On my never ending quest to find the “perfect” high-end ultrabook, I was able to get my hands on the new Aorus X3 Plus. I’ve never used an Aorus product before and I’ve read a few not-so-stellar reviews on Gigabyte laptops as well, so I had some low expectations before getting it.
After spending three days with it now, I’ve been pretty impressed although there are a couple issues I’ve run into that are potential deal breakers for people.
In the past few months, I’ve been able to test the Razer Blade 14, MSI GS60 Ghost Pro 3K (detailed review in here), Y50(both FHD and4K) and the Asus UX303LN. To me, each of those ultrabooks had cons that were just big enough for me to not pull the “permanent trigger”. In my opinion, the best of the bunch was the Razer Blade, but the cost was too high for the mere 8GB of RAM and lack of upgradability options.
So I was excited to finally try out the Aorus X3+ once it became available. Here’s my findings and how I think it stacks up to the competition.
Gigabyte Aurus X3 Plus
The specs sheet for the Gigabyte Aorus X3 Plus
||Gigabyte Aorus X3 Plus
||13.9 inch, 3200 x 1800 px resolution, IGZO IPS, matte, non-touch
||Intel Haswell Core i7-4860HQ CPU, quad-core 2.4 GHz
||integrated Intel Iris Pro 5200 HD + Nvidia GeForce GTX 870M 6GB
||16 GB DDR3L
||2x 256 GB M.2 SSD SATA in RAID 0
||Wireless AC Intel 7260 , Killer LAN, Bluetooth 4.0
||2x USB 3.0, 1x USB 2.0, HDMI, mini Display port, RJ45, mic, earphone, SD card reader
||330mm or 12.99” (w) x 263.5mm or 10.37” (d) x 22.9mm or .90” (h)
||1.8kg or 3.96 lb
||backlit keyboard, glass trackpad, HD camera, Kensington lock
When I took it out of the box, my first thought was: Wow, this is light! At just under 4 lbs(1.8kg), the X3+ is arguably the lightest ultrabook of its class. The lid, palm-rest and underbelly are all aluminum, but there is a fair amount of plastic still used mostly out of necessity. The vent housing in the back and the LCD bezel are both made out of a hard plastic.
I’m also pretty certain that the keyboard bracket is made out of plastic, if not, a VERY thin sheet of aluminum. Most of the plastic is understandable considering the difficulty and cost involved to make those components out of metal. As is, the keyboard bracket is a mild disappointment though, which I’ll cover more later.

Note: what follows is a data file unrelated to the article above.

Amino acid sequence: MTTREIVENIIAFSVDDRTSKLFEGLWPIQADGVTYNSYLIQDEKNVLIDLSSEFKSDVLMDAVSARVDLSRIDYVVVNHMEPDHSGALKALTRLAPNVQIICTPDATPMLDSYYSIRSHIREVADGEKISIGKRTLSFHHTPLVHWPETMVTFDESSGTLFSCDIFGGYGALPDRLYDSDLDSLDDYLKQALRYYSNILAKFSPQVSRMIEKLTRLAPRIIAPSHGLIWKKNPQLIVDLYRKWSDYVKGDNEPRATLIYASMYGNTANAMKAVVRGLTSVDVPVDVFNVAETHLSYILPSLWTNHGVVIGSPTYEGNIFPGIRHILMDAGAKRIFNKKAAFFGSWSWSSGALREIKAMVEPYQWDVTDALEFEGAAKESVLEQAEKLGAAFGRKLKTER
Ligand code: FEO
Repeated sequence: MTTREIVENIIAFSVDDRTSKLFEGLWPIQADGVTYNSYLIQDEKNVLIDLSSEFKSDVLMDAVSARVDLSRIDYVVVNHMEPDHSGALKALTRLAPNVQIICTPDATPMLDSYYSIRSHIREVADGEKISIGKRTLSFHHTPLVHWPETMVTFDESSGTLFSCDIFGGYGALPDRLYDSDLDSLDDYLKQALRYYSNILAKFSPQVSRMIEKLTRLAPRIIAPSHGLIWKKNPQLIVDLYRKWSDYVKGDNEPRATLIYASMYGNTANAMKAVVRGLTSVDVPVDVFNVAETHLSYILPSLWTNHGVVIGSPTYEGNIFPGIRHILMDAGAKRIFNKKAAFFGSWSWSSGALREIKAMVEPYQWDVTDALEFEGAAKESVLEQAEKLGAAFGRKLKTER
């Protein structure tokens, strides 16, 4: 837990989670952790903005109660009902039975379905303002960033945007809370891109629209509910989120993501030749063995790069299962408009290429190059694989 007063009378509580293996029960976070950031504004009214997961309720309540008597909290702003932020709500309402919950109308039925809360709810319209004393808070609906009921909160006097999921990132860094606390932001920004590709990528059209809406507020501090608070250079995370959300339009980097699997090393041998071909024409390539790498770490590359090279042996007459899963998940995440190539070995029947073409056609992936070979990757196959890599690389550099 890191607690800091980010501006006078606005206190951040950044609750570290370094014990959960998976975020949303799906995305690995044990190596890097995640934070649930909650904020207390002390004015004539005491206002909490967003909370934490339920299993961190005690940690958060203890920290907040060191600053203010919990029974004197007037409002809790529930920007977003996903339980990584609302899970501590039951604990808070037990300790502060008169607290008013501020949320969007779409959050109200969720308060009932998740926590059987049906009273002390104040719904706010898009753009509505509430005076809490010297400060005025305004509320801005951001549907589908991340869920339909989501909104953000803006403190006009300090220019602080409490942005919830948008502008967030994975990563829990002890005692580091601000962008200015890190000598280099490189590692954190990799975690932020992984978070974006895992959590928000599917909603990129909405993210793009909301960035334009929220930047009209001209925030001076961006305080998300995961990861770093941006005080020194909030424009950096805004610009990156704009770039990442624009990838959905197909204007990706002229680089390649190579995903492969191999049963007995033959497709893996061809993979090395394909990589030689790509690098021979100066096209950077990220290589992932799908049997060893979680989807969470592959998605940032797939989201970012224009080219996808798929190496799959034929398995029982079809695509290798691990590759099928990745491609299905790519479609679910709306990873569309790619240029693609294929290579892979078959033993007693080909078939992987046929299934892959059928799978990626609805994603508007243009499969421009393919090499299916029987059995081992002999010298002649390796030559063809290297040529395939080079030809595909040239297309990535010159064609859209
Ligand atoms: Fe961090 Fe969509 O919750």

Aesthetically, the machine is pretty unique. It’s flashy enough to make it stand out but it’s not over the top with bright LEDs, unnecessary chassis shape or odd glowing badges on the lid, like some competitor laptops of this class have. The logo is really the only eye catcher I would change but it’s really not that bad. It looks like GDI meets Trogdor, with a beefy arm coming out the neck of an eagle head(look them both up if you don’t know what I mean). It’s FAR more subtle than the Razer Blade and the “gaming G series” badge on the Ghost Pro, so I appreciate that at least.
Overall, the build quality feels pretty good, but I have to ding them on a couple things. When pressing down on the lid, there is a little flex. I also noticed it on the underside a little as well. This is likely due to using aluminum that is too thin and is probably how they managed to get the laptop to be so light.
Also, my unit has a minor defect in the bezel, where there is a 1 mm gap where the plastic clip meets the aluminum lid. These are the kind of things that happen when you mix plastic and metal on such a thin laptop. I noticed similar attributes with the Ghost Pro, but the Razer Blade felt incredibly solid in comparison and was similar to a Macbook Pro.
The underside is quite a nice sight to look at. There are multiple vents and footpads to make the laptop cool well and yet still look stylish. Not that I look under my laptop all that much, but when I carry it around, it’s less of an eyesore than the magnitude of stickers, screws and ports seen on other laptops. To open the bottom panel, you just need to remove the 10 screws with a T6 driver.
Keyboard and trackpad
Two of my biggest pet peeves are the keyboard and trackpad. I’m critical because I use them daily. On a gaming laptop, most people don’t care about trackpads, but these new ultraportable gaming laptops are more for those who want to have a machine for both productivity and fun. So having a good trackpad and keyboard are important to me, and seem to be the thing that gets screwed up the most.
MSI’s Ghost Pro had a great keyboard but had a mediocre trackpad. The Razer Blade had both a nice keyboard and trackpad, but chose to have physical mouse buttons over the more popular clickpad style.